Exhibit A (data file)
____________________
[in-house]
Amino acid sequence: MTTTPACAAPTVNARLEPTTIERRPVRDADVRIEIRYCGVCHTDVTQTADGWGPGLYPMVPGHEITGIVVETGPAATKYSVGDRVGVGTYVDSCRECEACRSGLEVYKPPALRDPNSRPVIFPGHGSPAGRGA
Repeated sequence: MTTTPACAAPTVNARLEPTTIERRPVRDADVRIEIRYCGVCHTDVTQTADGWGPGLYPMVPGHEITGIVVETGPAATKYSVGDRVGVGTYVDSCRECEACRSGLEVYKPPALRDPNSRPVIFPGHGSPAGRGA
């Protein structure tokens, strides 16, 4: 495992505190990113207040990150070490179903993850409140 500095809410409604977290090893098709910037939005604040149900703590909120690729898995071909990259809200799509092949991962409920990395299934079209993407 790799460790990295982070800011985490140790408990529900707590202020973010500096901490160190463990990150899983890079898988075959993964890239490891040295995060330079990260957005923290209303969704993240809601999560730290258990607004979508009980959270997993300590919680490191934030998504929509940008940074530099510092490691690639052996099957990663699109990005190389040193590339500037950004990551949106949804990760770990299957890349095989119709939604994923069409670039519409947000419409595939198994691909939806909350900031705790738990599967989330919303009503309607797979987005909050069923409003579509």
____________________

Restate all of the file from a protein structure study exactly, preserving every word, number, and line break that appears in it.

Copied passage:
[in-house]
Amino acid sequence: MTTTPACAAPTVNARLEPTTIERRPVRDADVRIEIRYCGVCHTDVTQTADGWGPGLYPMVPGHEITGIVVETGPAATKYSVGDRVGVGTYVDSCRECEACRSGLEVYKPPALRDPNSRPVIFPGHGSPAGRGA
Repeated sequence: MTTTPACAAPTVNARLEPTTIERRPVRDADVRIEIRYCGVCHTDVTQTADGWGPGLYPMVPGHEITGIVVETGPAATKYSVGDRVGVGTYVDSCRECEACRSGLEVYKPPALRDPNSRPVIFPGHGSPAGRGA
């Protein structure tokens, strides 16, 4: 495992505190990113207040990150070490179903993850409140 500095809410409604977290090893098709910037939005604040149900703590909120690729898995071909990259809200799509092949991962409920990395299934079209993407 790799460790990295982070800011985490140790408990529900707590202020973010500096901490160190463990990150899983890079898988075959993964890239490891040295995060330079990260957005923290209303969704993240809601999560730290258990607004979508009980959270997993300590919680490191934030998504929509940008940074530099510092490691690639052996099957990663699109990005190389040193590339500037950004990551949106949804990760770990299957890349095989119709939604994923069409670039519409947000419409595939198994691909939806909350900031705790738990599967989330919303009503309607797979987005909050069923409003579509």